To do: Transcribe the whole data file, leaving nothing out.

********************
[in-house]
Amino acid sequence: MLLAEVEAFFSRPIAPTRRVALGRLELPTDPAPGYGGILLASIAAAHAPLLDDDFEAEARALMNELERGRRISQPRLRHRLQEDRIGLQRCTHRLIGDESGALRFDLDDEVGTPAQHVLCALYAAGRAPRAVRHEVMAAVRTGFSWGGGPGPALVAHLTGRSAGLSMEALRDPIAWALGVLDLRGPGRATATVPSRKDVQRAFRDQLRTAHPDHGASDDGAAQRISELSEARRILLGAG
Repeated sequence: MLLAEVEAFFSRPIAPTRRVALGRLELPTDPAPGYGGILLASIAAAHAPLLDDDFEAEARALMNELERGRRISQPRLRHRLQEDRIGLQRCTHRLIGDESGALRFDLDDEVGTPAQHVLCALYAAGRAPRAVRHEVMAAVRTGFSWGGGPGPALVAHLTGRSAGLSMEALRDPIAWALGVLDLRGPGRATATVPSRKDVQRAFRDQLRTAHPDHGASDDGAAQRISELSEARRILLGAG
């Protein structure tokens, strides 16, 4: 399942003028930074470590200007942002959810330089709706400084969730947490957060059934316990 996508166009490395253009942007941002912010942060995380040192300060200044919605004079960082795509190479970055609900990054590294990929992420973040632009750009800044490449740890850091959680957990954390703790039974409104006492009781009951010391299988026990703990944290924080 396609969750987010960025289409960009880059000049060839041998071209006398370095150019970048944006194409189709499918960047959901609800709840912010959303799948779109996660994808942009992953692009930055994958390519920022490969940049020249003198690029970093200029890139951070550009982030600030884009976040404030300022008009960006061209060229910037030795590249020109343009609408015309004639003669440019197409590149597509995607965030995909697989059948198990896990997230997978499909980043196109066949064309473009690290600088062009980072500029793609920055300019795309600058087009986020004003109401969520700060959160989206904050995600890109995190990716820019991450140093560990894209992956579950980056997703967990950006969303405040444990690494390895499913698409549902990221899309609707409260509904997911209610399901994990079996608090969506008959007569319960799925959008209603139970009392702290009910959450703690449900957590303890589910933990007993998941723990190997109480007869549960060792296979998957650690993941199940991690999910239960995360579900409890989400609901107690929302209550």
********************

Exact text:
[in-house]
Amino acid sequence: MLLAEVEAFFSRPIAPTRRVALGRLELPTDPAPGYGGILLASIAAAHAPLLDDDFEAEARALMNELERGRRISQPRLRHRLQEDRIGLQRCTHRLIGDESGALRFDLDDEVGTPAQHVLCALYAAGRAPRAVRHEVMAAVRTGFSWGGGPGPALVAHLTGRSAGLSMEALRDPIAWALGVLDLRGPGRATATVPSRKDVQRAFRDQLRTAHPDHGASDDGAAQRISELSEARRILLGAG
Repeated sequence: MLLAEVEAFFSRPIAPTRRVALGRLELPTDPAPGYGGILLASIAAAHAPLLDDDFEAEARALMNELERGRRISQPRLRHRLQEDRIGLQRCTHRLIGDESGALRFDLDDEVGTPAQHVLCALYAAGRAPRAVRHEVMAAVRTGFSWGGGPGPALVAHLTGRSAGLSMEALRDPIAWALGVLDLRGPGRATATVPSRKDVQRAFRDQLRTAHPDHGASDDGAAQRISELSEARRILLGAG
């Protein structure tokens, strides 16, 4: 399942003028930074470590200007942002959810330089709706400084969730947490957060059934316990 996508166009490395253009942007941002912010942060995380040192300060200044919605004079960082795509190479970055609900990054590294990929992420973040632009750009800044490449740890850091959680957990954390703790039974409104006492009781009951010391299988026990703990944290924080 396609969750987010960025289409960009880059000049060839041998071209006398370095150019970048944006194409189709499918960047959901609800709840912010959303799948779109996660994808942009992953692009930055994958390519920022490969940049020249003198690029970093200029890139951070550009982030600030884009976040404030300022008009960006061209060229910037030795590249020109343009609408015309004639003669440019197409590149597509995607965030995909697989059948198990896990997230997978499909980043196109066949064309473009690290600088062009980072500029793609920055300019795309600058087009986020004003109401969520700060959160989206904050995600890109995190990716820019991450140093560990894209992956579950980056997703967990950006969303405040444990690494390895499913698409549902990221899309609707409260509904997911209610399901994990079996608090969506008959007569319960799925959008209603139970009392702290009910959450703690449900957590303890589910933990007993998941723990190997109480007869549960060792296979998957650690993941199940991690999910239960995360579900409890989400609901107690929302209550």